A software license gives a customer permission to use the
licensed software and do other things that might otherwise be an
infringement of the software vendor's rights. Customers should
understand the scope of the software license and take reasonable
precautions to minimize the risk of software misuse.
Kinds of Licenses
There are various kinds of software licenses. Most licenses are
"non-exclusive" (the vendor and other licensees can also
use the licensed rights), but licenses can be "sole" (the
customer is the only licensee, but the vendor can use the licensed
rights as well) or "exclusive" (the customer can use the
licensed rights to the exclusion of all other persons, including
Scope of License
A software license, which is usually comprised of a license
grant and various restrictions and requirements, defines the scope
of the customer's permissible use of the licensed software. A
software vendor can adjust the scope of the license (and
corresponding fee) to reflect a customer's intended use of the
software. This can be beneficial to customers because each customer
is required to pay only for its own intended use of the software.
The scope of a software license can be adjusted by
who is authorized to use the software. For
example, a software license may limit the total number of
individual users of the software, require that each user be
identified, limit the maximum number of simultaneous users, or
impose other requirements (e.g., a user must be employed by the
what software may be used under the license.
For example, a software license may be limited to a specific
version of the software or specific parts of a software suite.
where the software may be installed or used.
For example, a software license may limit software installation or
use to specific locations or geographic territories.
when the software may be used. For example,
licenses are either time-limited or perpetual, and are usually
subject to termination in specified situations.
why the software may be used. For example,
software licenses commonly provide that the software may be used
for the customer's "internal business purposes only"
and prohibit use of the software to provide services to other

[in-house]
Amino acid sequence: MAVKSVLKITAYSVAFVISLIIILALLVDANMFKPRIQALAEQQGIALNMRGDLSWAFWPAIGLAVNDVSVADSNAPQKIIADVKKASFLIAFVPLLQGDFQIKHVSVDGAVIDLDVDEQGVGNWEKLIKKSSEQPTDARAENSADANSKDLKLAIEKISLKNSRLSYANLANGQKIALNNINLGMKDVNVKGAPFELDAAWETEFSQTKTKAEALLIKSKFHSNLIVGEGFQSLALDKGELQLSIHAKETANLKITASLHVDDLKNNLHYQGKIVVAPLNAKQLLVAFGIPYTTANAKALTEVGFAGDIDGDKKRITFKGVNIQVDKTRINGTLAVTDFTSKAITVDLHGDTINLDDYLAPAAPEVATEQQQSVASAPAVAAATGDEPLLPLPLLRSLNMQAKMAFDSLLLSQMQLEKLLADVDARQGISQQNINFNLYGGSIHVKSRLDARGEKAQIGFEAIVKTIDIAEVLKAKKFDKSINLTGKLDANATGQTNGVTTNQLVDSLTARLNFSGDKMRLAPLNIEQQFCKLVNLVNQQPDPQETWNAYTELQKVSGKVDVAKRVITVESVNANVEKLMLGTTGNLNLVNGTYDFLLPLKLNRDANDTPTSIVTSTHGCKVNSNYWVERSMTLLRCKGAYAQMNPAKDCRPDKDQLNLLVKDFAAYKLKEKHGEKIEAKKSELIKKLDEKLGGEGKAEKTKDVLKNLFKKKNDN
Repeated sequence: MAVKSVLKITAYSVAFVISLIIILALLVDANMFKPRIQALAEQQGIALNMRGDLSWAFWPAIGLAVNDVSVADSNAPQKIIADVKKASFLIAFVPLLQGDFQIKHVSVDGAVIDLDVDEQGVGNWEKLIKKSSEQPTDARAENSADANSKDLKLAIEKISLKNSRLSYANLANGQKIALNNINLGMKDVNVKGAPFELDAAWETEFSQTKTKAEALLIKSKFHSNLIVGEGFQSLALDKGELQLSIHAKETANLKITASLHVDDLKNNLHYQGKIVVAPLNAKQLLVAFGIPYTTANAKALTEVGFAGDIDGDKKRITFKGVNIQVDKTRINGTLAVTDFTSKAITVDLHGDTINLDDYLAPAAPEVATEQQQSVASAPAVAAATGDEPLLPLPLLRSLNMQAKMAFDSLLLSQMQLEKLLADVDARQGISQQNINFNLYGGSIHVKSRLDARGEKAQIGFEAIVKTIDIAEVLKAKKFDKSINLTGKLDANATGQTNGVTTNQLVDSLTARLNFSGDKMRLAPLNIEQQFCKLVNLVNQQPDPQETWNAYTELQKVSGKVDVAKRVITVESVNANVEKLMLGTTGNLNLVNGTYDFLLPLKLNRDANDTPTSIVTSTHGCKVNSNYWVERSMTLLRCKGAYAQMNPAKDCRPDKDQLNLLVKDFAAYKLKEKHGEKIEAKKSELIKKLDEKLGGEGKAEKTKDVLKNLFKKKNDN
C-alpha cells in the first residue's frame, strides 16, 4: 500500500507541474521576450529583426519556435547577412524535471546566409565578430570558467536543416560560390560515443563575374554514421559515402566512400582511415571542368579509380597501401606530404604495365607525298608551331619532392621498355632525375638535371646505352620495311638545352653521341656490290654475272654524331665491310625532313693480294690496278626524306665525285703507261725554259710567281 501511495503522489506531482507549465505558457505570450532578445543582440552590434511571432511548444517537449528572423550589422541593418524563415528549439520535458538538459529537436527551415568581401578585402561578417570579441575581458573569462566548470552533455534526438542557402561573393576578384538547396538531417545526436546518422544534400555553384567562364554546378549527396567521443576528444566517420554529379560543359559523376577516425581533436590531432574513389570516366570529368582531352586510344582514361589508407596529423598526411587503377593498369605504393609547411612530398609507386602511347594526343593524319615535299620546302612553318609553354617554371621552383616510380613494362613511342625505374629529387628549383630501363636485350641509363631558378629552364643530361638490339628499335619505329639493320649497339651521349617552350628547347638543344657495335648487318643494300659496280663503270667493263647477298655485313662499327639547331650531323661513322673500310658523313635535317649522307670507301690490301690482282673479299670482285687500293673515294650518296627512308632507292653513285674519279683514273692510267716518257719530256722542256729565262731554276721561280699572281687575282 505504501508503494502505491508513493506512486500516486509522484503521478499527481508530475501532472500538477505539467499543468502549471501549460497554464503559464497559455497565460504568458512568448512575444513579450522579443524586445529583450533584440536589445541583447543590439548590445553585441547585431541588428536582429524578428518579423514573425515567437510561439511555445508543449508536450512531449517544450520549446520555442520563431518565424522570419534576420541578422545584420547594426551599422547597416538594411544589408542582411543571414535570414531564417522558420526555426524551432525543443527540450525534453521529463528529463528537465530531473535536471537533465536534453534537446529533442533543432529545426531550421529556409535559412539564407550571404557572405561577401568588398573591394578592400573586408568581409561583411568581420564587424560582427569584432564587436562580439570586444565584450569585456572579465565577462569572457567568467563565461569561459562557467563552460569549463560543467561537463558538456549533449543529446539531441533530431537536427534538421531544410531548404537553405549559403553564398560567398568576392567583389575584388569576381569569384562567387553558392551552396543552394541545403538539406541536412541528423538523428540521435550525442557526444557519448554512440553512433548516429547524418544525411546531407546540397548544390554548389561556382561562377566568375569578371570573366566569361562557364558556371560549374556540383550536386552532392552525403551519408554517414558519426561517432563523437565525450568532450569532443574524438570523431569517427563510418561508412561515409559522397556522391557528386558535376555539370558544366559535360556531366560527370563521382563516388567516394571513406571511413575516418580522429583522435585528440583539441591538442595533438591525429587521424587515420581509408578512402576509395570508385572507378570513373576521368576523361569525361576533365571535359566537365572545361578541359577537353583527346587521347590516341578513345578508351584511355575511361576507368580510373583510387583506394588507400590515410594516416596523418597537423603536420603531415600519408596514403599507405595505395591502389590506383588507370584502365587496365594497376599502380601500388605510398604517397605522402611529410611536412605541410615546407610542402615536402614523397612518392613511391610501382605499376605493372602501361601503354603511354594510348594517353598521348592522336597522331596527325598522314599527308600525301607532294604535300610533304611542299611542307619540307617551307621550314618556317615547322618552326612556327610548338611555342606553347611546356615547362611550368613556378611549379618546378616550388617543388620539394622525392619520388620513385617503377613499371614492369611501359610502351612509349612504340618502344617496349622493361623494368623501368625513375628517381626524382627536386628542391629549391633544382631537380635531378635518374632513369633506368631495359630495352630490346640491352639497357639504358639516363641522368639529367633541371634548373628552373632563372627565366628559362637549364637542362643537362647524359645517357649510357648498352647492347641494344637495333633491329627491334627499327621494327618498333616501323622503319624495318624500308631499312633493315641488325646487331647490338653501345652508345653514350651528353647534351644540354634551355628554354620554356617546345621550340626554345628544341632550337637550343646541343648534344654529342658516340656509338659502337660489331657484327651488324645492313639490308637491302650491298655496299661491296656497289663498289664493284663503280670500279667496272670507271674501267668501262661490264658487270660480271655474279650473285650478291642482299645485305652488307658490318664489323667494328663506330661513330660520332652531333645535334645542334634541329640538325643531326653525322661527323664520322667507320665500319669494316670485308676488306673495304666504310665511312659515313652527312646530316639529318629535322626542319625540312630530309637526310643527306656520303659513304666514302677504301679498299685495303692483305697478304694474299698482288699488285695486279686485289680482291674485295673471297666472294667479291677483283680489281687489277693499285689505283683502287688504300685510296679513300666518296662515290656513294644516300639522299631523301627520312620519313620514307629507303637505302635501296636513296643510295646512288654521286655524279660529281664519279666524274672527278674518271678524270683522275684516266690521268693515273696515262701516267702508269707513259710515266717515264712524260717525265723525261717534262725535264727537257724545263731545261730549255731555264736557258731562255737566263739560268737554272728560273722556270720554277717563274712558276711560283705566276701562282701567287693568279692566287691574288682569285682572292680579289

companies, which may preclude use of the software by the
customer's related companies.
how the software may be used. For example,
software licenses may limit the number of software installations,
require the software be installed on designated computers, or
prohibit software modifications. Software vendors can sometimes use
technology (e.g., time-limited or user-specific license keys) to
prevent use of software beyond the scope of the software license.
For many license restrictions and requirements, however, vendors
rely on customers' honesty and vigilance and the vendors'
contractual audit rights.
Use of licensed software beyond the scope of the software
license is usually a breach of the software license agreement and
may constitute infringement of the vendor's rights in the
software. This can result in serious adverse consequences to the
customer, including liability for damages and early termination of
When negotiating a software license agreement - even if the
agreement is a take-it-or-leave-it proposition - customers should
ensure that the software license allows them to use the software as
required for their current and reasonably anticipated future needs.
Customers should also take reasonable precautions (including
educating workers and conducting internal audits) to minimize the
risk of inadvertent software misuse.
On March 11, 2009, the Office of the Superintendent of Financial
Institutions of Canada (OSFI) released a revised version of Guideline B-10, Outsourcing of Business Activities, Functions and Processes.
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